Bulldozer sold as scrap monument to Butuan scam
More News from Danilo V. Adorador III
BUTUAN CITY—An aged piece of heavy equipment has become this city’s newest campaign season celebrity of sorts.
This after a local radio station displayed outside its offices the Caterpillar bulldozer that the city government disposed of as scrap metal for a measly amount, but which later ended up being sold for P1.3 million, documents show.
Norberto Pagaspas, the radio station owner himself, is the one who bought the piece of heavy equipment from Emmanuel Vacalares, whose ESV Trading Co. won the local government auction for its “unserviceable” heavy equipment and service vehicles in 2011.
Pagaspas claimed he was totally unaware of the circumstances surrounding the equipment, and had refused to use the machine when he discovered that it was “fraudulently” obtained by ESV Trading.
The Caterpillar on display outside the station of Radyo Trumpeta along J.C. Aquino Avenue is just one of the several pieces of heavy equipment and vehicles auctioned off by the city government in early 2011. Curious residents started to trickle in to the display area early this week.
According to government records seen by the Inquirer, the auction yielded an estimated 874,000 kilograms of scrap iron, sold at P2 per kilogram. Pagaspas pointed out that the average price of scrap iron at the time was P18.
At P2 per kilo, the local government earned around P1.7 million. It would have earned some P15.7 million had the average buying price of P11 per kilo been applied.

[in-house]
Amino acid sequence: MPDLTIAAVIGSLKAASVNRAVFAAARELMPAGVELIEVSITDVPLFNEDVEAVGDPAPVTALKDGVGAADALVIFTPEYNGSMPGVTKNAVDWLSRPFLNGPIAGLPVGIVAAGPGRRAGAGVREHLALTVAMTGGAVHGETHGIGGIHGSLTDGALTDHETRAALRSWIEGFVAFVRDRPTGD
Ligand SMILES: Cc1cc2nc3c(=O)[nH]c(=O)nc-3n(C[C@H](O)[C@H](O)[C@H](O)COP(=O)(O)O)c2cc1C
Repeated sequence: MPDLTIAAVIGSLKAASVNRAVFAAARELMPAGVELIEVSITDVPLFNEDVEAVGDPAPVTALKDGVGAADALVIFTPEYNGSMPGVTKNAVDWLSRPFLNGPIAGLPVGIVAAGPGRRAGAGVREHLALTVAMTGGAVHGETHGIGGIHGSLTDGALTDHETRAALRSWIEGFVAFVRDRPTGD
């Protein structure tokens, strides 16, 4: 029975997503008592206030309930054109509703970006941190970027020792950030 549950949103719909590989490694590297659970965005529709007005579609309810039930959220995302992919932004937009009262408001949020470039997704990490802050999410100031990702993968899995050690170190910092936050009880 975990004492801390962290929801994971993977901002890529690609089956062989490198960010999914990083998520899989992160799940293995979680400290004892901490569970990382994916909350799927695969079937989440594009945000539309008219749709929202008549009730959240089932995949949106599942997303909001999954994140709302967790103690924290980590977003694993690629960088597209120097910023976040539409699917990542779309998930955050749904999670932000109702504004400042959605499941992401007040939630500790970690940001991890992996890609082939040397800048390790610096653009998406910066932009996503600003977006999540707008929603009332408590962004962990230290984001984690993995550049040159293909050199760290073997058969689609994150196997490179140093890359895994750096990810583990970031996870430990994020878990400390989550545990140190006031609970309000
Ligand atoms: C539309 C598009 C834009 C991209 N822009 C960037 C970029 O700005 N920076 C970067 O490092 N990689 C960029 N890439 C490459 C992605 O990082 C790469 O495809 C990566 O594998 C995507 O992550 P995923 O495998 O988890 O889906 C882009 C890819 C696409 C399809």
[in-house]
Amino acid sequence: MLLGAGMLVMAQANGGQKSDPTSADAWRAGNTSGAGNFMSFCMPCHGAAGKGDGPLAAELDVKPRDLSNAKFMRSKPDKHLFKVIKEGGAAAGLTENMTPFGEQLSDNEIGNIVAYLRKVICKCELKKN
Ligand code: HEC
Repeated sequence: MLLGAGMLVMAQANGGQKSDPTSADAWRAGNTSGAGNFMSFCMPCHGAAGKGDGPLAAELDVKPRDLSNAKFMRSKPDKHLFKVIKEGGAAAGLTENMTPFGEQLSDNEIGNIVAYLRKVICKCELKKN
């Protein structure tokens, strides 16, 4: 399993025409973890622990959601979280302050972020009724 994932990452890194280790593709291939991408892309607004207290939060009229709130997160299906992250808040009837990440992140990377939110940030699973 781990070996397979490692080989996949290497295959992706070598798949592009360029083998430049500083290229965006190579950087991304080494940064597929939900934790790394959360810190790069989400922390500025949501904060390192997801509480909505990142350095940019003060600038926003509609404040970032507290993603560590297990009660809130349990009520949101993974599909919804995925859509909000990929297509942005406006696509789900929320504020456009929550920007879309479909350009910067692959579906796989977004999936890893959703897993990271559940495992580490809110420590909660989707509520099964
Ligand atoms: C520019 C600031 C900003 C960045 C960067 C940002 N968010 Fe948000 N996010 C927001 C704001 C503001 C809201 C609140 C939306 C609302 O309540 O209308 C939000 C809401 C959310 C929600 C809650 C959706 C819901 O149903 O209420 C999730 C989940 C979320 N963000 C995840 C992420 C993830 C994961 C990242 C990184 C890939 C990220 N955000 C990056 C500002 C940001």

The auction was a subject of a 2011 graft case at the Ombudsman, which accused Butuan City’s chief of general services, Gemma M. Reserva, of maliciously declaring as “unserviceable” the auctioned heavy equipment and service vehicles.
According to sources in the know about the transaction, no system of appraisal was instituted when the pieces of government property were auctioned off.
The list of irregularities is long, they said. They included the involvement of people in heavy equipment matters who have no technological know-how to handle deals involving these pieces of equipment. They include Cresencio Bermudez, who works in the city legal office, and Roy Rosales, who works in the engineering department. Both have no credentials in the heavy equipment business.
Another irregularity, the sources said, is the absence of documentation of the weight of each unit that was auctioned off.
They said the town’s mayor, Ferdinand Amante Jr., should also be held responsible for the mess.
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